Gov. Greg Abbott issued three executive orders on Friday, planning for and scheduling the phased reopening of the Lone Star State amid the COVID-19 pandemic.
One order allows for nonessential surgeries to continue as long those procedures don’t deplete personal protective equipment, another announced the creation of the “Governor’s Strike Force to Open Texas,” and the last order allowed for businesses to begin retail pick-up and delivery services starting April 24. The governor also announced the reopening of state parks.
The phased reopening, at least so far, is a far cry from what the most right-wing elements of the GOP— from the Tea Party, President Trump, and Lt. Gov Dan Patrick— have been calling for.
Ultimately, however, the governor’s press briefing was spare with details as to what steps the state would take going into May when the coronavirus curve is projected to peak. He placed much of that responsibility on his newly formed Strike Force, which so far, does not have the most encouraging roster.
The Strike Force will be led by former finance executive and current Southwestern Medical Foundation Chair James Huffines. Mike Toomey, a long-time Rick Perry confidante and revolving-door lobbyist, will serve as its Chief Operating Officer.
The Strike Force also includes elderly-sacrifice-encourager Lt. Gov. Dan Patrick, indicted Texas Attorney General Ken Paxton, disgraced Texas House Speaker Bonnen, and Texas Comptroller Glenn Hegar. It will tap into the recommendations of credible health experts, as well as the advice of 39 business leaders from major energy, finance, and real estate companies.
Small businesses, for whom the phased reopening was supposedly planned for, are not represented. Neither are labor groups or unions.
In a conference call hosted by Texas Democrats reacting to Abbott’s announcements, Rep. Joaquín Castro (D-San Antonio) criticized those named on the governor’s Strike Force and warned that the infusion of federal money could lead to corruption.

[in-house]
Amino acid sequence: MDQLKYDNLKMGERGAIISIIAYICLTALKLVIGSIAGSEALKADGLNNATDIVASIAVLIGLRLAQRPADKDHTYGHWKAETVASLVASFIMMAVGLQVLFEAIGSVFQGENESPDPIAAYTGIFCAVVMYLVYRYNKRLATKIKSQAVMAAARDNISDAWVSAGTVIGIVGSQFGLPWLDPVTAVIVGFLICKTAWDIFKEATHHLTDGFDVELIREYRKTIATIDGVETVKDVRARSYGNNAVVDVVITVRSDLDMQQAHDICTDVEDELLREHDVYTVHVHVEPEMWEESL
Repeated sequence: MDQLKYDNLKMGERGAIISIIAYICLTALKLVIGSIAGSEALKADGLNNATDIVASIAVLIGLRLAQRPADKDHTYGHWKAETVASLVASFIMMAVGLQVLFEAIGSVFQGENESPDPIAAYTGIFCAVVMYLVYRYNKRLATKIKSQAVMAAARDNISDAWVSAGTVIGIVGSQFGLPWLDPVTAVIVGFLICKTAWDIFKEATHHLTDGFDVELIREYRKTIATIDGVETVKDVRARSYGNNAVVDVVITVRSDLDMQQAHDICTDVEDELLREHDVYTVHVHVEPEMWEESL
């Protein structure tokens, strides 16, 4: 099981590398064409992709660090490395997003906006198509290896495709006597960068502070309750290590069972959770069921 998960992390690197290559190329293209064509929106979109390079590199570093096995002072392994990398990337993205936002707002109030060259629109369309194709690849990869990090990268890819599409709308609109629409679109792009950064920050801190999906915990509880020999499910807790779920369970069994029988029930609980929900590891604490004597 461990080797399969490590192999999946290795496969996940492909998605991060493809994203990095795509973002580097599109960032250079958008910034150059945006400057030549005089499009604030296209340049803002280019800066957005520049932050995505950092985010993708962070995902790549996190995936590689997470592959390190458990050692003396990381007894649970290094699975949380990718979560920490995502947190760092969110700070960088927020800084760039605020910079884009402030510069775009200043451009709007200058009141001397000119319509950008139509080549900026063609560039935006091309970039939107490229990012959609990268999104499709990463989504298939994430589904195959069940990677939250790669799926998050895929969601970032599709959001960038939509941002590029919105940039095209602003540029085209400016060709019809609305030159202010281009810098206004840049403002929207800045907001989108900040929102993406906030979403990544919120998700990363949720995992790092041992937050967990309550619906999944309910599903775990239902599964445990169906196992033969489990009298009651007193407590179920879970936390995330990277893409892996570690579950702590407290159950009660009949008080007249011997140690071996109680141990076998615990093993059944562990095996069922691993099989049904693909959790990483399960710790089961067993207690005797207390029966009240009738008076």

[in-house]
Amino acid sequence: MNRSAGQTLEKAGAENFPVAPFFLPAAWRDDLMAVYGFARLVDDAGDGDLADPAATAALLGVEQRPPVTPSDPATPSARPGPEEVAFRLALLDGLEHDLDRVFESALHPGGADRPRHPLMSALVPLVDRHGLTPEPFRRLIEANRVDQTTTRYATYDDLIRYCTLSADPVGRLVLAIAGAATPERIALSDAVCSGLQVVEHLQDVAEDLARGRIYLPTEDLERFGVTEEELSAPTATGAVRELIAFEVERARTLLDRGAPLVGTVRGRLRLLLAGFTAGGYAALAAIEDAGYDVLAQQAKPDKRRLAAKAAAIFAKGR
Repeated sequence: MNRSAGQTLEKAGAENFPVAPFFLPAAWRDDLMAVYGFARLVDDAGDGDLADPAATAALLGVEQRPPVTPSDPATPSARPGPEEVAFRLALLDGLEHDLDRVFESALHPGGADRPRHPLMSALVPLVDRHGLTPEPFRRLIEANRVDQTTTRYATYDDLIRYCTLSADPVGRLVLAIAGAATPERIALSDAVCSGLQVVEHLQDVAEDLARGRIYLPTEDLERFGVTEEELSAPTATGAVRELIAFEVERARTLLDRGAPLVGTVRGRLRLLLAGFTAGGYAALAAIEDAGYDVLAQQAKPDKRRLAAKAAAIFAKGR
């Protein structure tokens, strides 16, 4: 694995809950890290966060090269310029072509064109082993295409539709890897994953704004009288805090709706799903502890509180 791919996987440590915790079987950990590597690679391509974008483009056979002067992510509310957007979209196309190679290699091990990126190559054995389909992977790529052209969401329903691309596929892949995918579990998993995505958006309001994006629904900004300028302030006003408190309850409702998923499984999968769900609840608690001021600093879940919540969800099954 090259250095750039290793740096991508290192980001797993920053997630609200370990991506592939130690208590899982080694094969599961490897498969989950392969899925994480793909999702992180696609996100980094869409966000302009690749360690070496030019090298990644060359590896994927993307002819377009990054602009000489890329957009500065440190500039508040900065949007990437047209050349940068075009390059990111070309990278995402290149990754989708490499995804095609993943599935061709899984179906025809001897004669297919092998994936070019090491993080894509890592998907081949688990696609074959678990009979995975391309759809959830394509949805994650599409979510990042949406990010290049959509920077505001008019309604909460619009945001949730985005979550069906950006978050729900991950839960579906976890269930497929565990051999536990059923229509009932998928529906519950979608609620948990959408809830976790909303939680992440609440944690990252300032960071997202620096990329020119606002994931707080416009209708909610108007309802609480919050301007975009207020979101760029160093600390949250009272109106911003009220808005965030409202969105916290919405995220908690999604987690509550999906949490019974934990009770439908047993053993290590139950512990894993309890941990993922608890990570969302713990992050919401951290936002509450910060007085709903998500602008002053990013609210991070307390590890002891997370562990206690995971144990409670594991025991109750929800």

“This is again keeping with a pattern of corruption in state government over the years, we’re we seen big contributors of the governor and other statewide elected officials get sweetheart deals worth millions or sometimes billions of dollars,” Castro said.
State Rep. Celia Israel (D-Austin) critcized the Strike Force for its absence of mayors or county judges. Democrats also raised concerns about reopening the state at a time when the true scope and impact of the pandemic has yet to be seen or understood.
“It’s hard to flatten the curve when our leaders have been so far behind it,” Castro said, citing Texas’ dismal rates of testing.
State Rep. Gene Wu (D-Houston), who helped host a medical conference call between doctors in China— where the pandemic has been largely contained— and doctors in Houston, said Texas can learn from China’s pandemic response.
“The way they decided when it was time was based on three things, testing, tracing, and availability of PPE,” Wu said. “Those are what drove their decisions and to say when it was the right time to open up the country.”
Photo: World Travel & Tourism Council/ Wikimedia Commons
Fernando covers Texas politics and government at the Texas Signal. Before joining the Signal, Fernando spent two years at the Houston Chronicle and previously interned at Houston’s NPR station News 88.7. He is a graduate of the University of Houston, Jack J. Valenti School of Communication, and enjoys reading, highlighting things, and arguing on social media. You can follow him on Twitter at @fernramirez93 or email at email@example.com